House of Commons.
On June 14, 2017, the final supply day in the period ending June 23, 2017, the House considered motions to concur in the Main Estimates and the Supplementary Estimates for the fiscal year ending March 31, 2018. The House Leader of the Official Opposition, Candice Bergen (Portage-Lisgar), had advised the Speaker by letter before the consideration of the estimates that she was withdrawing the 242 notices of opposition she had put on notice on June 12, 2017. Accordingly, the House did not consider her notices of opposition. Cathy McLeod (Kamloops--Thompson--Cariboo), Gabriel Ste-Marie (Joliette) and Nathan Cullen (Skeena-Bulkley Valley) had put on notices of opposition to Vote 1, under Privy Council Office--Program expenditures, Financial Transactions and Reports Analysis Centre of Canada--Program expenditures and Senate--Program expenditures and contributions. The House voted on the motion to concur in Vote 1, which was carried. Following this, as per the usual practice, the House adopted two supply bills for the Main and Supplementary Estimates.
Points of Order and Questions of Privilege
Points of Order
On May 17, 2017, Murray Rankin (Victoria) rose on a point of order concerning the nomination process for the Commissioner of Official Languages. Mr. Rankin argued that, as required by the Official Languages Act, substantive consultation was required before the appointment of the Commissioner, which he claimed, did not occur. Both Mr. Rankin and Ms. Bergen contended that the nomination process should be halted until such time as true consultations had been undertaken. On May 29, 2017, the Speaker delivered his ruling, reminding the House that the role of the Chair is strictly limited to determining procedural admissibility of the motion for the nomination of the Commissioner of Official Languages and that the Speaker cannot adjudicate on the legality of matters. As such, the Speaker indicated that he was satisfied that the procedural requirements were met.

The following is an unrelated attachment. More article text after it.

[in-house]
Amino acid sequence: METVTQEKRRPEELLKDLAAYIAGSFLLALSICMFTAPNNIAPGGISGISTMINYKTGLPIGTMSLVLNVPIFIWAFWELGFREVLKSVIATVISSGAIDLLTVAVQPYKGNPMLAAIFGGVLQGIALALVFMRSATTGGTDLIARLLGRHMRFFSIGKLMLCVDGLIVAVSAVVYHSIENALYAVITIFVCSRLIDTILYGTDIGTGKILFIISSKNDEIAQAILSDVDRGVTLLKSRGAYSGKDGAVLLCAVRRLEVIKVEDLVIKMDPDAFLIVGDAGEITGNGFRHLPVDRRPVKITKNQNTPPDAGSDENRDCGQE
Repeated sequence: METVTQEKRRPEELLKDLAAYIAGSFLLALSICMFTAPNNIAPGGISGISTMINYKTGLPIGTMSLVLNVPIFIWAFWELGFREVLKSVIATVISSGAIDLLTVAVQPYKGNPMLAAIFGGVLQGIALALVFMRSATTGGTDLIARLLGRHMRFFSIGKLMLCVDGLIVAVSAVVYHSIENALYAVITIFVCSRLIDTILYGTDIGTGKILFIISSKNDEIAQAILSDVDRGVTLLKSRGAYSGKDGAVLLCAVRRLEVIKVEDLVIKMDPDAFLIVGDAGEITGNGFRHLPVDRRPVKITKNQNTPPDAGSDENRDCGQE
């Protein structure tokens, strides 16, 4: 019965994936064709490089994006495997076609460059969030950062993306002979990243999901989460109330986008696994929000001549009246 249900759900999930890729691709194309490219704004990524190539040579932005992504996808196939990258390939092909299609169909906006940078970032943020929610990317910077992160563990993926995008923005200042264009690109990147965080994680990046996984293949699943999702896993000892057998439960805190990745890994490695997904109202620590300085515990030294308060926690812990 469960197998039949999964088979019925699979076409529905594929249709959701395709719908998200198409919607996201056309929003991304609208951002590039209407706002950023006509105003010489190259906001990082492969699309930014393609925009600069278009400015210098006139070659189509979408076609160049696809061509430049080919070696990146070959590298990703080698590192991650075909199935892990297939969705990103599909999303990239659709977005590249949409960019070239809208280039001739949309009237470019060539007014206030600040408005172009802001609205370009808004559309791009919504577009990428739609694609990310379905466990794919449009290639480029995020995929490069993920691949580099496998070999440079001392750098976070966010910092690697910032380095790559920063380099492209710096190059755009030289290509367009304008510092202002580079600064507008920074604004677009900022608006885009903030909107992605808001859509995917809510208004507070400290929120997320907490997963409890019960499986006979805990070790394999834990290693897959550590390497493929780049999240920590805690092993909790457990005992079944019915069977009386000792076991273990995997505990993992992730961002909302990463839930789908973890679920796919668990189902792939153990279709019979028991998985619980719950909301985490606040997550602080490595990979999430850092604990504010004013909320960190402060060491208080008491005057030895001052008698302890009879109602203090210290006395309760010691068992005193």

On June 19, 2017, John Nater (Perth-Wellington) rose on a point of order regarding the appointment of the Clerk of the House of Commons. Mr. Nater contended that the Government's motion to appoint the new Clerk of the House of Commons should be ruled out of order since the Standing Committee on Procedure and House Affairs had not yet studied and reported back to the House on the matter. The Speaker ruled immediately, explaining that a report from the committee is not required in order to proceed with the nomination of the Clerk, and as such, he allowed the motion of nomination to proceed.